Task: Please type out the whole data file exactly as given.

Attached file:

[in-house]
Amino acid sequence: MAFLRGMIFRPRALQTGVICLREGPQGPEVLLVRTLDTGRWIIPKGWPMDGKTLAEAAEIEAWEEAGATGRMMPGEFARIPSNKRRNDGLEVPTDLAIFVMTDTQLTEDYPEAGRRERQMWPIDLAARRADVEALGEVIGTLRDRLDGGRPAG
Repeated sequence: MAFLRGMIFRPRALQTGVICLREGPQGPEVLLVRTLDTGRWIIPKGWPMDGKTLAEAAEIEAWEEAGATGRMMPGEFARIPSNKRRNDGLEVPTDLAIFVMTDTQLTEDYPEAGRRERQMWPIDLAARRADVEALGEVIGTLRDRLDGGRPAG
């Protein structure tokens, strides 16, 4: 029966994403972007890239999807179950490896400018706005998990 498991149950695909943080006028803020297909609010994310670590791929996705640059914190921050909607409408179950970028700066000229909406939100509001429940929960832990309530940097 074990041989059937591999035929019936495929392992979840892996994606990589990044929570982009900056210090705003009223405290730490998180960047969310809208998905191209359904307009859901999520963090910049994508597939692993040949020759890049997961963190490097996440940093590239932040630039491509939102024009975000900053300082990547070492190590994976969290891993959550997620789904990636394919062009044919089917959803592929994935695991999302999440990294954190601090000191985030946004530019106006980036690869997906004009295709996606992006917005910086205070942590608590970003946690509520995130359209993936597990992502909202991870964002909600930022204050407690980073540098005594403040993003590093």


[in-house]
Amino acid sequence: MAFLRGMIFRPRALQTGVICLREGPQGPEVLLVRTLDTGRWIIPKGWPMDGKTLAEAAEIEAWEEAGATGRMMPGEFARIPSNKRRNDGLEVPTDLAIFVMTDTQLTEDYPEAGRRERQMWPIDLAARRADVEALGEVIGTLRDRLDGGRPAG
Repeated sequence: MAFLRGMIFRPRALQTGVICLREGPQGPEVLLVRTLDTGRWIIPKGWPMDGKTLAEAAEIEAWEEAGATGRMMPGEFARIPSNKRRNDGLEVPTDLAIFVMTDTQLTEDYPEAGRRERQMWPIDLAARRADVEALGEVIGTLRDRLDGGRPAG
């Protein structure tokens, strides 16, 4: 029966994403972007890239999807179950490896400018706005998990 498991149950695909943080006028803020297909609010994310670590791929996705640059914190921050909607409408179950970028700066000229909406939100509001429940929960832990309530940097 074990041989059937591999035929019936495929392992979840892996994606990589990044929570982009900056210090705003009223405290730490998180960047969310809208998905191209359904307009859901999520963090910049994508597939692993040949020759890049997961963190490097996440940093590239932040630039491509939102024009975000900053300082990547070492190590994976969290891993959550997620789904990636394919062009044919089917959803592929994935695991999302999440990294954190601090000191985030946004530019106006980036690869997906004009295709996606992006917005910086205070942590608590970003946690509520995130359209993936597990992502909202991870964002909600930022204050407690980073540098005594403040993003590093």